A leading credit agency says almost 3 million Australians are at risk of credit default or another adverse credit event in the next 12 months.
Meanwhile, a separate survey of consumers shows that many of us are clueless about how credit scores work. The survey of around 2000 consumers by comparison site Finder shows more than two out of five believe the lower the score the better, while the opposite is true.
There are several ratings agencies, but Veda holds the largest number of credit records on individuals. Others include Dun & Bradstreet and Experian.
|Reasons why people don't know their credit score||Proportion of Australian adults|
|They don't know how to access it or find it||26%|
|It doesn't interest them||25%|
|They don't know what a credit score is||12.3%|
|They've never borrowed money||9.5%|
|It seems too difficult to access||6.2%|
|They don't have time||5.4%|
|They think it's too expensive to access||5%|
* Survey of 2,005 Australians. Source: Finder.com.au
The VedaScore is a number up to 1200 that summarises an individual's credit record. The national average VedaScore is 757 and a score of 200 means the person has a 50% chance of having an "adverse credit event" within the next 12 months.
Izzy Silva, Veda spokesperson, says 23% of consumers have now accessed their VedaScores, up from 11% in 2015, which shows people are taking action to better understand their credit situation. He says, however, 17% of Australians are at risk of default in the next 12 months or 2.86 million people.
"Millennials have an average VedaScore of 712, which is the lowest average VedaScore of any age group in Australia, and the only generational VedaScore lower than the national average," Silva says. Millennials are those born in the 1980s and 90s.
The Finder survey finds two out of three respondents rated a score of 500 as "average".
"Even more worryingly, almost one-in-five thought 500 was 'above average' or 'excellent', when in actual fact it's quite the opposite," says Bessie Hassan, the money expert at Finder.com.au.
It's likely that many people only access their scores when they are knocked back for credit. Early warning of a poor credit score leaves more time to take action to improve scores, Hassan says.
"Younger people can easily get caught out by not paying off their bills on time or turning a blind eye to their credit score until the need arises.
"It is often not until they make a big financial decision such as buying a property and applying for a mortgage or getting a car loan when they are faced with unexpected rejections," she says.
Izzy Silva says high credit awareness can have a real impact on a consumer's financial behaviour.
"When an individual understands that a missed phone or credit card bill could hurt their chances of being approved for a loan down the track, they are more likely to be financially responsible," Silva says.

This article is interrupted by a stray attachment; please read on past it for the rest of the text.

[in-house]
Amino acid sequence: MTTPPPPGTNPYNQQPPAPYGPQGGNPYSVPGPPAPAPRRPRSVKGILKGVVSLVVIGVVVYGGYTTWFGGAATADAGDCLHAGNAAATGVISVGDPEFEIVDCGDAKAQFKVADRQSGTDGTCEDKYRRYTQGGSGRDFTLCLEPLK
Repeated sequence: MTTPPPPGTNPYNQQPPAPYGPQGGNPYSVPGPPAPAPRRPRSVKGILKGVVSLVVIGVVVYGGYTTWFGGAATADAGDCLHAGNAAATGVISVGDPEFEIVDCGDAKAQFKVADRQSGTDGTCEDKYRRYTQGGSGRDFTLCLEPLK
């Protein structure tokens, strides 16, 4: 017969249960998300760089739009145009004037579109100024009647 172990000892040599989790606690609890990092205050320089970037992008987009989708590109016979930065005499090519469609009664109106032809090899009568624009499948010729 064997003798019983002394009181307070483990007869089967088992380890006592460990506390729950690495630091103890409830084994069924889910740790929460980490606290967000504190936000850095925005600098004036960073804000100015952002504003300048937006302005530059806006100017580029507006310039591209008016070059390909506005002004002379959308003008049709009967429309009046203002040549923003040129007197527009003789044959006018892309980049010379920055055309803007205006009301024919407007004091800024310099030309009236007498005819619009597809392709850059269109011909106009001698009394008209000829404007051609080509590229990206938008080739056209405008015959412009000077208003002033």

Credit agencies have been collecting more information since the new credit reporting regime started in March 2014. Before the change, credit reports, which credit agencies provide to lenders when they check on applicants, held negative information only, such as missed payments of more than 60 days and bankruptcies.
Under the comprehensive reporting regime, monthly payment histories on loans and credit cards are shown and reports flag any missed payments of more than 14 days.
Other results from the survey show that one in three believe a pay rise will improve their credit score, but it doesn't. And one in four thought they could be penalised for checking their credit score too often, when the truth is that checking your credit score won't affect it.
One in four could not answer correctly whether applying for several loans or credit cards in a short space of time would negatively affect their credit score – it can.
"Multiple applications can be a bit of red flag to credit providers and you should do your homework before proceeding with an application for any sort of credit," Hassan says.
The credit agencies lobbied for comprehensive reporting in Australia, saying the inclusion of repayment history on credit reports, for example, would help people with poor credit histories to show lenders they had changed their ways.
Consumers are entitled to obtain a free copy of their credit reports at least once a year from credit agencies.
This article was originally published by The Age on 16 November 2016. It represents the views of the author only and does not necessarily reflect the views of AMP.
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